Networking Tips For Graphic Designers
As a graphics designer, how do you find a job in your chosen career or expand your list of clients? You can, of course, take the traditional route of contacting prospective employers and showing them your portfolio. However, if, for some reason, you are not having much success with this approach, there is another way that works surprisingly well—networking.
Here are 10 Networking Tips For Graphic Designers:
- Go to design conferences.
Not all meeting planners have printed paper guides when they are hosting a design conference. Some forward thinking planners use conference apps that allow users to access a continually updated guide. You can access this information at any time rather than waiting for a notice in the mail. You might even be able to organize your own agenda at these conferences with a few taps on your smartphone.
- Forget about “selling yourself.”
You may be slightly intimidated by the idea of having to sell yourself. If you’re introverted, it’s not easy shoving your business card in any open palms you can find and telling people you are the Michelangelo of design. Fortunately, networking is not based on high-pressure sales, which doesn’t work too well, anyway. It’s more about just hanging out with people so you can be among the first to know when someone needs to hire a designer for a project.
- Don’t be self-centered.
As a designer, you’re interested in design. So take an interest in what others are doing in your field. Create rapport through a shared interest. People like people who are like them. Hence, people in the design field like others who are also fascinated by all the creative possibilities available when it comes to producing outstanding work. By showing an interest in other people’s work, they will show an interest in yours. Speak to designers, programmers, technology geeks, directors, and show an interest in what they are doing.
- Collaborate with others on creative projects.
Sometimes you might not get a job or a client, but be invited to be a team member in a creative project. If you have the time and inclination, it’s a good idea to get involved in something that interests you. You never know what might happen in the future. You might get a great referral that will lead to your dream job.
- Network through social media.
You can connect your virtual and physical networking experiences together. For instance, you can share your social media contact information with people that you meet at networking events so that you can develop a professional relationship. You can also share tips and techniques that you learned at an event with your social media fans. Events also offer lots of wonderful photo opportunities. What social networks should you join? Twitter, Instagram, Facebook, Google +, Pinterest, and LinkedIn are some of the most popular and useful.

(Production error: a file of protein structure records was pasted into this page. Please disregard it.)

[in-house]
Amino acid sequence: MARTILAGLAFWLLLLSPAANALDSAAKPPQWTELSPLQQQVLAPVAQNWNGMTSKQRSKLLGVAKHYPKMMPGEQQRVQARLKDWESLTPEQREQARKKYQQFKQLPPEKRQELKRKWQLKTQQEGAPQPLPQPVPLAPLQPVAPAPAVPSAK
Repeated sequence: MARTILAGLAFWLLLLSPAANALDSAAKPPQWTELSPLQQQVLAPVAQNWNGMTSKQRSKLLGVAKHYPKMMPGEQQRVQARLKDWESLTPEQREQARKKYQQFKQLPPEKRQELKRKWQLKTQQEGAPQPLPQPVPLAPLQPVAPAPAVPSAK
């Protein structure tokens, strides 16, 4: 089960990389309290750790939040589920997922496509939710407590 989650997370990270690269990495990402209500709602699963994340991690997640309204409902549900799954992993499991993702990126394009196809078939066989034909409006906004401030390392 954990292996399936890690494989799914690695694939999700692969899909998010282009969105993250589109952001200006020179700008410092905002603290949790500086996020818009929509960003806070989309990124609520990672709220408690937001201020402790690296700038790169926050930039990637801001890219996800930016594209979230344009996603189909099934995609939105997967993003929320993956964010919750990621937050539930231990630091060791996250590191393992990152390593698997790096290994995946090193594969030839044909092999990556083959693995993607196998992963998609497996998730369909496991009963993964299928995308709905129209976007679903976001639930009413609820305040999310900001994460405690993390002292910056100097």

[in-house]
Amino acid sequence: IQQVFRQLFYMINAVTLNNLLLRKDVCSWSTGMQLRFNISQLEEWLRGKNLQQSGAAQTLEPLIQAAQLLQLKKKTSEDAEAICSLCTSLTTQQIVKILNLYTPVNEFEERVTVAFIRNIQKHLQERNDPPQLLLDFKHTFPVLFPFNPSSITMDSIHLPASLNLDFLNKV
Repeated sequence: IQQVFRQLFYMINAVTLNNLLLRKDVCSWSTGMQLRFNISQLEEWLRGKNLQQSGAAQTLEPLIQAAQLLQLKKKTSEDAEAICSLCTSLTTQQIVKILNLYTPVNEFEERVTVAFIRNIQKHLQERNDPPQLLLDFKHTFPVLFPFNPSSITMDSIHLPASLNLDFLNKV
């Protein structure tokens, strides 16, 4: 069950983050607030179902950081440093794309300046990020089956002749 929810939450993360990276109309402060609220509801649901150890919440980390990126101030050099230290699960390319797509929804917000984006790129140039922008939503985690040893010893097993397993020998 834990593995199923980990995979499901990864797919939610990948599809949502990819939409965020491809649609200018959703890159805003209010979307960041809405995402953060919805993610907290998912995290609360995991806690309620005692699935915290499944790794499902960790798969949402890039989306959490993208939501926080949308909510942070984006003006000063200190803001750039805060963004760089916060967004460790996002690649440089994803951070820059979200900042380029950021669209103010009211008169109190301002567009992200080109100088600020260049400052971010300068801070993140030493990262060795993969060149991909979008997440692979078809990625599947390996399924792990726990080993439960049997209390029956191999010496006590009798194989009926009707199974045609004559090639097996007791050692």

- Meet with creative people.
You don’t necessarily have to hang out with other designers; you can also extend your influence by hanging out with other creative people. One of the best places to find them is on Meetup.com.
- Create a budget for socializing with others.
Often the best events happen after an event, when new friends go out to eat or drink. By budgeting for these events, you will always have enough funds to go to restaurants and bars with your fellow event attendees.
- Develop a platform to share your expertise.
Think about creating a YouTube channel to talk about design. You can offer your viewers design tips, share your experiences, and even have over-the-shoulder videos demonstrating a technique or how to use particular software. This platform will not only help you develop a relationship with people online, but it will also help your offline networking, too. Instead of just being someone looking for a job or seeking new clients, you are showing future employers that you are experienced enough to have your own tutorials on a popular video sharing site.
- Become a lifelong learner of your craft.
Although you may already be excellent, you can always get even better. This attitude of being a student of your craft will make a positive impression on people when having a casual conversation at an event. You might even run into people who are legendary in your field and can ask them for tips on how to get better. For instance, they might be able to recommend excellent courses, books, DVDs, or techniques that worked for them.
- Become an excellent conversationalist.
What is the difference between brilliant conversationalists and mere mortals? They just have a few more tricks up their sleeves. First, they take an interest in other people, asking lots of open-ended questions and maintaining steady eye contact. Second, they are active listeners, affirming what they heard and clarifying things they did not understand. Third, they are eager to share what they know to help others out—whether it is technical information or an introduction.
Design Your Own Luck
Networking is designing your own lucky breaks in your career. The probability of your finding the right work increases the more people you meet. It increases even more when you know where to meet the right people. And it increases exponentially when you know how to network.